Bay Area Medical Information
Over-the-Counter Decongestants
Decongestants can relieve nasal stuffiness due to allergies or colds. The following are OTC:

1) Oral decongestant ingredient: pseudoephedrine is found in Sudafed, Contact Non-Drowsy, & most combination cold products and most recently phenylephrine is being used as the main active ingredient. Phenylephrine is not as effective as pseudoephedrine.

Until recently, pseudoephedrine has been the more commonly used decongestant and the main active ingredient in many popular nonprescription cold and allergy medications. Unfortunately, pseudoephedrine is also a key ingredient in the production of methamphetamine, a highly addictive illegal stimulant. In an effort to combat methamphetamine production, federal law has recently required that all nonprescription medications containing pseudoephedrine be taken off drugstore shelves and be stored behind the counter in the pharmacy. To purchase these medications, you must go to the pharmacy, show some form of government-issued identification, and sign a logbook.

Some drug companies are concerned that this inconvenience may discourage people from buying cold and allergy medications containing pseudoephedrine. As a result they are quietly reformulating these products — removing the decongestant ingredient or replacing pseudoephedrine with phenylephrine. The label has not changed, and many people naturally assume that the product is unchanged as well.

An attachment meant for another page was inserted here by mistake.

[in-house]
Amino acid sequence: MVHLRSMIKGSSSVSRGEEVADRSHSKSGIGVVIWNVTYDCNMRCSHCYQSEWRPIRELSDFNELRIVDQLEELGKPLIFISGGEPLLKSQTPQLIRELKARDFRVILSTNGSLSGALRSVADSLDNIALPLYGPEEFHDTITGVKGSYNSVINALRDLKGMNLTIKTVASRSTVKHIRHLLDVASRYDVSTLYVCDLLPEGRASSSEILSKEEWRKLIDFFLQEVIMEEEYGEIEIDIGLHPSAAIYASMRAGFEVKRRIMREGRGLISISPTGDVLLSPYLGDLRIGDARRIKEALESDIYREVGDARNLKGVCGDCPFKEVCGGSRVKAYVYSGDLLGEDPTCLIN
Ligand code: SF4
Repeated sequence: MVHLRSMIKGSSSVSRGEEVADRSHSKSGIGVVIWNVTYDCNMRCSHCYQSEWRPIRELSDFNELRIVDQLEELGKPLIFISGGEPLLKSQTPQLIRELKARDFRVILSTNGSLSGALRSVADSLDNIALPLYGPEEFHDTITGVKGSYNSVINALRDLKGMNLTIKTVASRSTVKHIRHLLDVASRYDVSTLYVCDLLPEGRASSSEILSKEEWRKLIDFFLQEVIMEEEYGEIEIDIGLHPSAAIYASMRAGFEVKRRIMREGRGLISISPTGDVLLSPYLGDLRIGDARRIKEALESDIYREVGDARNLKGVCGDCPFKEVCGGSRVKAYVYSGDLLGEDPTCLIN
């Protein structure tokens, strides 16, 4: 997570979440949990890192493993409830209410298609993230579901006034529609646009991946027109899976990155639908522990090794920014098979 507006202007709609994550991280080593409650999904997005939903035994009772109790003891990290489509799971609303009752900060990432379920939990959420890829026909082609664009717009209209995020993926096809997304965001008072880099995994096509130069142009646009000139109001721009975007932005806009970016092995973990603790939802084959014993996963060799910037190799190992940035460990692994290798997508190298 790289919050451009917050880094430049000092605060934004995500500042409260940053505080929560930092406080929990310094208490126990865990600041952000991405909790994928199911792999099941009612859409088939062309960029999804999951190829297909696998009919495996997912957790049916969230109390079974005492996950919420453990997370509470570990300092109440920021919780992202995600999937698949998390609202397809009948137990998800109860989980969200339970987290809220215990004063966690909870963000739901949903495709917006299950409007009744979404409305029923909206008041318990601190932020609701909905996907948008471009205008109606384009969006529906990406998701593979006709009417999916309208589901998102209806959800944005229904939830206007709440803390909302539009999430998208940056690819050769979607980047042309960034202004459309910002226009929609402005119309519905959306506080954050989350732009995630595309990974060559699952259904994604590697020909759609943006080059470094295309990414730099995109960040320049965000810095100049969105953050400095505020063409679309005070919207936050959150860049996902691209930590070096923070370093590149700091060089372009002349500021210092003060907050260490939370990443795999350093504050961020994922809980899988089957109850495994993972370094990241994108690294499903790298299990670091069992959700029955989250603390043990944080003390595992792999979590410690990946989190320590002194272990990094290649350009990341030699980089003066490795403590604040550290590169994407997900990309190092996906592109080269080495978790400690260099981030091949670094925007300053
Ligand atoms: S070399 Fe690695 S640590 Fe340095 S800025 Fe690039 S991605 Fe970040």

2) Nasal Sprays with a Decongestant ingredient: oxymetazoline is in Afrin, Neo-Synephrine, Sinex and phenylephrine is in Neo-Synephrine, and Sinex

3) Saline Nasal Spray (salt water) every 2 hours or as needed is the safest method to help clear the nose and avoids all of the side effects listed below:

Caution--Important facts about decongestants:
Decongestants taken by mouth can have a number of side effects:

  • Anxiety/palpitations/Insomnia:Taking a decongestant gives most people a caffeine-like reaction. It may make you feel anxious, increase your pulse, make you feel like you have a racing heart or cause insomnia. Most combination cold products will combine a decongestant, which is usually stimulating, with an antihistamine, which is usually sedating, to achieve a product that is suitable for night-time cold relief, in most people. It is important to realize that individual reactions to these ingredients can vary. One person can take the night-time cold medicine and be sound asleep within 20 minutes, while another person can take the same medicine and be wide awake most of the night. In general, however, if the product says it's for night-time, most people will feel sedated after taking it.
  • Elderly are often advised to avoid decongestants and combination cold products altogether due to the potential for serious side effects. Saline nasal spray is recommended as an alternative.
  • People with chronic medical conditions--Check with your doctor if you have chronic medical conditions such as thyroid disease or high blood pressure before using any medication for a cold.
    Decongestant nasal sprays may work more quickly but have a rebound effect if you use them more than 3-5 days. They are best for short-lived colds and not for persistent allergies.
  • Phenylpropanolamine (PPA) is an ingredient that previously was widely available in weight loss drugs and decongestants. Although an effective decongestant and appetite suppressant, it has been associated with hemorrhagic stroke and most drugs containing this ingredient have been reformulated. However, there are still a small number of cold remedies and weight loss drugs still on the market with this ingredient. If you find this ingredent in your medicine cabinet, throw it out.

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